Brunett was one of the Catholic delegates to the 1998 Lambeth Conference, and became a co-chair of the Anglican-Roman Catholic International Commission in 1999. His ecumenical activity has led him to meet such figures as Archbishop George Carey of Canterbury, Ecumenical Patriarch Bartholomew of Constantinople, and Archbishop Desmond Tutu. In 2006, in recognition of his work in ecumenical and interfaith dialogue, Brunett received an honorary doctorate from Gonzaga University.

..... In regards to these cases, he has said, "It is certainly a terrible thing. It is an embarrassing thing for me personally."

Despite the economic recession, annual contributions from Catholics in Western Washington doubled during Brunett's tenure as archbishop, providing funding for the construction of St. Elizabeth Ann Seton Catholic High School, which opened in 2009 in Vancouver, Washington, and Pope John Paul II High School, which opened in 2010 in Lacey, Washington. He also helped launch the Fulcrum Foundation, which provides scholarships to poor families to send their children to Catholic schools and oversaw the $7 million purchase, renovation and expansion of the Palisades Retreat Center in Federal Way, Washington.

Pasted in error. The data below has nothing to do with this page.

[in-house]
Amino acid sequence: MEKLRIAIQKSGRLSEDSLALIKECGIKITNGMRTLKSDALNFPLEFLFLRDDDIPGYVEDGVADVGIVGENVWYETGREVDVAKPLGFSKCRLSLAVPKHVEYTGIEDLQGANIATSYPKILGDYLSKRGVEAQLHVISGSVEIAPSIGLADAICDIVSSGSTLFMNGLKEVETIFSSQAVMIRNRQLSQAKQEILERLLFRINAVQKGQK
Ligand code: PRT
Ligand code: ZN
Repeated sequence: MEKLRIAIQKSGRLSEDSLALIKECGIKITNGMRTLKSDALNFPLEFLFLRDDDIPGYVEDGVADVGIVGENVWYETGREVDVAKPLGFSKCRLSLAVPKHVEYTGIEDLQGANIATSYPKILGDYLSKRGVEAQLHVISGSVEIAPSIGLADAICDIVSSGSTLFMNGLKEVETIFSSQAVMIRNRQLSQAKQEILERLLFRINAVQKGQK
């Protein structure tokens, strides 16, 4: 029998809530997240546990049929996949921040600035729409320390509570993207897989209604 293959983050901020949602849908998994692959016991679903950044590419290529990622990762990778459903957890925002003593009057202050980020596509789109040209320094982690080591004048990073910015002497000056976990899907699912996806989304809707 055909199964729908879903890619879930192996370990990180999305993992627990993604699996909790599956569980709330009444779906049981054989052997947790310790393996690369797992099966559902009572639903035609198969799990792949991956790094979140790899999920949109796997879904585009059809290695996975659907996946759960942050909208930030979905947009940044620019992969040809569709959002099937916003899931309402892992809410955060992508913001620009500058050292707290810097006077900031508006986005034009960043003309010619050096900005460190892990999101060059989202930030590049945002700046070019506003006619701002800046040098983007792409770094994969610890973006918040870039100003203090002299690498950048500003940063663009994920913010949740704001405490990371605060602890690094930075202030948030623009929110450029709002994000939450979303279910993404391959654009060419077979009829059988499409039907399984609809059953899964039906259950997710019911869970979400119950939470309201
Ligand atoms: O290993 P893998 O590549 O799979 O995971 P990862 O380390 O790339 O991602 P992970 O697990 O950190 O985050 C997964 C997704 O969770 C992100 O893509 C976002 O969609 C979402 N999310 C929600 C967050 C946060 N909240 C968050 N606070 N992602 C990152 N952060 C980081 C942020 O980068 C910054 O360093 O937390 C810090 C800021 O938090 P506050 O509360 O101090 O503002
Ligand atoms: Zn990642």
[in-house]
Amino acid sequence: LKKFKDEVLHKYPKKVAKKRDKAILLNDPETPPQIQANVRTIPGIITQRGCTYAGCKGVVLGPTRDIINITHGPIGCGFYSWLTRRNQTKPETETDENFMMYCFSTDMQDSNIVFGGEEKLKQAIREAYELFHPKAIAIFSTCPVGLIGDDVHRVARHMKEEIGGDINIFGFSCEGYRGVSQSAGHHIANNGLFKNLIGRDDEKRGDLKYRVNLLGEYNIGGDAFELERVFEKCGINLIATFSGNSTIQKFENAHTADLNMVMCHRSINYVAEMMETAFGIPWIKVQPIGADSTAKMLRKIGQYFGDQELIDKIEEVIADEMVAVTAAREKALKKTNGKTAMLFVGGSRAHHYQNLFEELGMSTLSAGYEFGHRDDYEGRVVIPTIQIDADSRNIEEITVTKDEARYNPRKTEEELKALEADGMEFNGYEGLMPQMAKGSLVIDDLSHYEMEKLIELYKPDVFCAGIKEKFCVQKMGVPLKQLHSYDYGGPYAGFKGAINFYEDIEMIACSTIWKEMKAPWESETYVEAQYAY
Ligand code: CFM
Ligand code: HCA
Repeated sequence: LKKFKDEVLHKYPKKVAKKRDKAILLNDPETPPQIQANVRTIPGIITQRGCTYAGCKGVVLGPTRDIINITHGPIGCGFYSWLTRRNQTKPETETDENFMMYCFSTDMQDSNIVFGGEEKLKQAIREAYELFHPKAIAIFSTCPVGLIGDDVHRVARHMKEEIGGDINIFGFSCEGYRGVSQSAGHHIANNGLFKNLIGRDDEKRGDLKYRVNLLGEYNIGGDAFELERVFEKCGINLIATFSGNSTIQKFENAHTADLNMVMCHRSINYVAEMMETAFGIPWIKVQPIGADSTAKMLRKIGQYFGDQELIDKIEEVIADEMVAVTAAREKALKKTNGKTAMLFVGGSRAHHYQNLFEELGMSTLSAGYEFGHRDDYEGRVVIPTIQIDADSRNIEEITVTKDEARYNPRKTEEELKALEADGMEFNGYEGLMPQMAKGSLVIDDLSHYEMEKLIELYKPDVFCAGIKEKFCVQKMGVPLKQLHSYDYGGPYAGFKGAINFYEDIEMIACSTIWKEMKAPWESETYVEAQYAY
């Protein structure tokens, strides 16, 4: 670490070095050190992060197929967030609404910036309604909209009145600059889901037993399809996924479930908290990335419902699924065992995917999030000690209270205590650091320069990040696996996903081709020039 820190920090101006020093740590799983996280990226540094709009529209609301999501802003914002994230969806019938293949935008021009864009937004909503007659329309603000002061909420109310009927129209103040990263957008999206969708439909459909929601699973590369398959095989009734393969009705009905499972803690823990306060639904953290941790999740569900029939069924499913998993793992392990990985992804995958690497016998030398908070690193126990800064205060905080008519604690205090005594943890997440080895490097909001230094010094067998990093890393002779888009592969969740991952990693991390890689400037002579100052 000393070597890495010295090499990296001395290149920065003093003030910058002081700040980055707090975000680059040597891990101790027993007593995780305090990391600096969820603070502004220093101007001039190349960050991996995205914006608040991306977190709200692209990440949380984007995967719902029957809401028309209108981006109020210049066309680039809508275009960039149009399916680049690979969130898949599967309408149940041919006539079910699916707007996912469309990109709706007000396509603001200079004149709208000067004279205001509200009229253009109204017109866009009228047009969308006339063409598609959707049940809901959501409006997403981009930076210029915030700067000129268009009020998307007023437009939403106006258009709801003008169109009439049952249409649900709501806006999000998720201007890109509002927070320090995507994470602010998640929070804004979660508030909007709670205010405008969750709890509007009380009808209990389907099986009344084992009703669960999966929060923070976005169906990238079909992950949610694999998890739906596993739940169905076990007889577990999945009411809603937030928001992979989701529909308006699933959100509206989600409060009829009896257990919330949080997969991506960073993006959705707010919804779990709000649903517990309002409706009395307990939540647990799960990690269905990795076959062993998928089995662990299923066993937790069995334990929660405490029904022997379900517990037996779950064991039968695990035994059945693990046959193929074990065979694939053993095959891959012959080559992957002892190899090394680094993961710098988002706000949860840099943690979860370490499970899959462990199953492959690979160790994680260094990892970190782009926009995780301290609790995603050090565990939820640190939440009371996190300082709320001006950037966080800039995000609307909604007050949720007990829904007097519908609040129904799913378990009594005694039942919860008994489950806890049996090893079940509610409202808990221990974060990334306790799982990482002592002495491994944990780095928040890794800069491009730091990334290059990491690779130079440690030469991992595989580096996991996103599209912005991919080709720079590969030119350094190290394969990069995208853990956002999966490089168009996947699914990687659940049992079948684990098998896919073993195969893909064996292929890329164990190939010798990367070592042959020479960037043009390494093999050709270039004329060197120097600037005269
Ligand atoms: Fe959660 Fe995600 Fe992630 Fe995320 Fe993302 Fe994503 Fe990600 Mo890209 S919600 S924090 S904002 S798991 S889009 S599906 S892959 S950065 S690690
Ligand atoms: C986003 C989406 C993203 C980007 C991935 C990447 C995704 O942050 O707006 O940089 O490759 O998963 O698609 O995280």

Retirement and legacy

Upon reaching the mandatory retirement age of 75 on 17 January 2009, Brunett submitted his letter of resignation to Pope Benedict XVI, with a request to continue in office. His resignation was accepted by Pope Benedict on Thursday, September 16, 2010. He was succeeded as archbishop of Seattle by Bishop James Sartain.

Within the United States Conference of Catholic Bishops, he sat on the Subcommittee on Native American Catholics and the Board of Bishops for the Pontifical North American College. He was also a board member for St. Patrick Seminary, Mundelein Seminary, and Catholic Near East Welfare Association. He was a lifelong fan of the Detroit Lions.

Apostolic administrator

On September 21, 2012, the Vatican named Brunett the apostolic administrator of the Diocese of Oakland following Bishop Salvatore J. Cordileone's departure to become Archbishop of San Francisco. He served as interim ordinary for the diocese until the installation of Michael C. Barber on May 25, 2013.


On September 12, 2013, Brunett suffered a major stroke, which put him in intensive care. After recovering from the stroke, Brunett remained actively involved in the archdiocese attending major archdiocesan events until he suffered a fall on April 26, 2019.

Alexander Brunett died in Seattle on January 31, 2020, at the age of 86.

See also

  • Catholic Church hierarchy
  • Catholic Church in the United States
  • Historical list of the Catholic bishops of the United States
  • List of Catholic bishops of the United States
  • Lists of patriarchs, archbishops, and bishops

Episcopal succession